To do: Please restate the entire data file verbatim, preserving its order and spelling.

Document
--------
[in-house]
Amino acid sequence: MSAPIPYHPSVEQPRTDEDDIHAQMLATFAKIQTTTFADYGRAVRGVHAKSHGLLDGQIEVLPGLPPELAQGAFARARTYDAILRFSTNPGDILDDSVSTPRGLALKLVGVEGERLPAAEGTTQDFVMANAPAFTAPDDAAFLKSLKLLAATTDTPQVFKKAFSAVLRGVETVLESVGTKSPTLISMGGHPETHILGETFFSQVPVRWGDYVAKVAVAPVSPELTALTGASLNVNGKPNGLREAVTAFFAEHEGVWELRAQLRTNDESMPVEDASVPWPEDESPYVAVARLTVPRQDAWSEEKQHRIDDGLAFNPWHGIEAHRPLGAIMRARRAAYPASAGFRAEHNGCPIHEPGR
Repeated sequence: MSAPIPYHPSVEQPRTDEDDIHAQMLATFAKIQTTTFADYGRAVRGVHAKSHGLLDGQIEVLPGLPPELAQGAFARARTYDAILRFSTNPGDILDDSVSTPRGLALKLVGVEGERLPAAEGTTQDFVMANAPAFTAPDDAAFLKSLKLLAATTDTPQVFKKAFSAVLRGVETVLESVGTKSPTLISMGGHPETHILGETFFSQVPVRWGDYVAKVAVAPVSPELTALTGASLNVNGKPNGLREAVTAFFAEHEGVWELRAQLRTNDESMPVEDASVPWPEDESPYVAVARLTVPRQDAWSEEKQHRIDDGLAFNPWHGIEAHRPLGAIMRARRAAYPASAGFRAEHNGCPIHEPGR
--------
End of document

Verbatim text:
[in-house]
Amino acid sequence: MSAPIPYHPSVEQPRTDEDDIHAQMLATFAKIQTTTFADYGRAVRGVHAKSHGLLDGQIEVLPGLPPELAQGAFARARTYDAILRFSTNPGDILDDSVSTPRGLALKLVGVEGERLPAAEGTTQDFVMANAPAFTAPDDAAFLKSLKLLAATTDTPQVFKKAFSAVLRGVETVLESVGTKSPTLISMGGHPETHILGETFFSQVPVRWGDYVAKVAVAPVSPELTALTGASLNVNGKPNGLREAVTAFFAEHEGVWELRAQLRTNDESMPVEDASVPWPEDESPYVAVARLTVPRQDAWSEEKQHRIDDGLAFNPWHGIEAHRPLGAIMRARRAAYPASAGFRAEHNGCPIHEPGR
Repeated sequence: MSAPIPYHPSVEQPRTDEDDIHAQMLATFAKIQTTTFADYGRAVRGVHAKSHGLLDGQIEVLPGLPPELAQGAFARARTYDAILRFSTNPGDILDDSVSTPRGLALKLVGVEGERLPAAEGTTQDFVMANAPAFTAPDDAAFLKSLKLLAATTDTPQVFKKAFSAVLRGVETVLESVGTKSPTLISMGGHPETHILGETFFSQVPVRWGDYVAKVAVAPVSPELTALTGASLNVNGKPNGLREAVTAFFAEHEGVWELRAQLRTNDESMPVEDASVPWPEDESPYVAVARLTVPRQDAWSEEKQHRIDDGLAFNPWHGIEAHRPLGAIMRARRAAYPASAGFRAEHNGCPIHEPGR